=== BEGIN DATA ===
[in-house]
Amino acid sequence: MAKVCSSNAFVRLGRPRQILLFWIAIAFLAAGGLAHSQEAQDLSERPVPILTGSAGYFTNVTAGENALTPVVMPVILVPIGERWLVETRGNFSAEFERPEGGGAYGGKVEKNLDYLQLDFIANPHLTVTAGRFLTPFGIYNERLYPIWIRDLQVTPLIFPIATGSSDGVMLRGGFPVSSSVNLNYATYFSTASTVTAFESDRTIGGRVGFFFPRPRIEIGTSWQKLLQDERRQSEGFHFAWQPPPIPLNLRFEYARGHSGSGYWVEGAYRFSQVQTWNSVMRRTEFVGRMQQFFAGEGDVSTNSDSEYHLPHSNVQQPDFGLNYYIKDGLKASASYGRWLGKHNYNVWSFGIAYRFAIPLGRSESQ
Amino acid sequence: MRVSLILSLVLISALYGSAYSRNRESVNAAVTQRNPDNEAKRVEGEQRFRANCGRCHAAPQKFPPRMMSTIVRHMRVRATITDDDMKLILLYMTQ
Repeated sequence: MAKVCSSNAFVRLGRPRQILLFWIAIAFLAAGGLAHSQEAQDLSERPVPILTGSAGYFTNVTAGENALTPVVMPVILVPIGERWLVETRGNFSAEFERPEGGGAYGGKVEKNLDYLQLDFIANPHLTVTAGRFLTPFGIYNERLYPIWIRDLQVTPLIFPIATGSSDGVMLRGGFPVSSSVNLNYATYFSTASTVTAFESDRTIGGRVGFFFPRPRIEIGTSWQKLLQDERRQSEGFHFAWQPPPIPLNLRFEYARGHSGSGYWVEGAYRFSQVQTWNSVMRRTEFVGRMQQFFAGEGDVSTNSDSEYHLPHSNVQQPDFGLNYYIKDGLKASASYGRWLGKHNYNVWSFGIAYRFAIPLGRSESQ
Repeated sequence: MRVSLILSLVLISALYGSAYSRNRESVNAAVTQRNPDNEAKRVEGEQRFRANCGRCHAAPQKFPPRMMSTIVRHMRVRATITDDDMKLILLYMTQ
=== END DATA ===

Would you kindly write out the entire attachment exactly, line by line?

[in-house]
Amino acid sequence: MAKVCSSNAFVRLGRPRQILLFWIAIAFLAAGGLAHSQEAQDLSERPVPILTGSAGYFTNVTAGENALTPVVMPVILVPIGERWLVETRGNFSAEFERPEGGGAYGGKVEKNLDYLQLDFIANPHLTVTAGRFLTPFGIYNERLYPIWIRDLQVTPLIFPIATGSSDGVMLRGGFPVSSSVNLNYATYFSTASTVTAFESDRTIGGRVGFFFPRPRIEIGTSWQKLLQDERRQSEGFHFAWQPPPIPLNLRFEYARGHSGSGYWVEGAYRFSQVQTWNSVMRRTEFVGRMQQFFAGEGDVSTNSDSEYHLPHSNVQQPDFGLNYYIKDGLKASASYGRWLGKHNYNVWSFGIAYRFAIPLGRSESQ
Amino acid sequence: MRVSLILSLVLISALYGSAYSRNRESVNAAVTQRNPDNEAKRVEGEQRFRANCGRCHAAPQKFPPRMMSTIVRHMRVRATITDDDMKLILLYMTQ
Repeated sequence: MAKVCSSNAFVRLGRPRQILLFWIAIAFLAAGGLAHSQEAQDLSERPVPILTGSAGYFTNVTAGENALTPVVMPVILVPIGERWLVETRGNFSAEFERPEGGGAYGGKVEKNLDYLQLDFIANPHLTVTAGRFLTPFGIYNERLYPIWIRDLQVTPLIFPIATGSSDGVMLRGGFPVSSSVNLNYATYFSTASTVTAFESDRTIGGRVGFFFPRPRIEIGTSWQKLLQDERRQSEGFHFAWQPPPIPLNLRFEYARGHSGSGYWVEGAYRFSQVQTWNSVMRRTEFVGRMQQFFAGEGDVSTNSDSEYHLPHSNVQQPDFGLNYYIKDGLKASASYGRWLGKHNYNVWSFGIAYRFAIPLGRSESQ
Repeated sequence: MRVSLILSLVLISALYGSAYSRNRESVNAAVTQRNPDNEAKRVEGEQRFRANCGRCHAAPQKFPPRMMSTIVRHMRVRATITDDDMKLILLYMTQ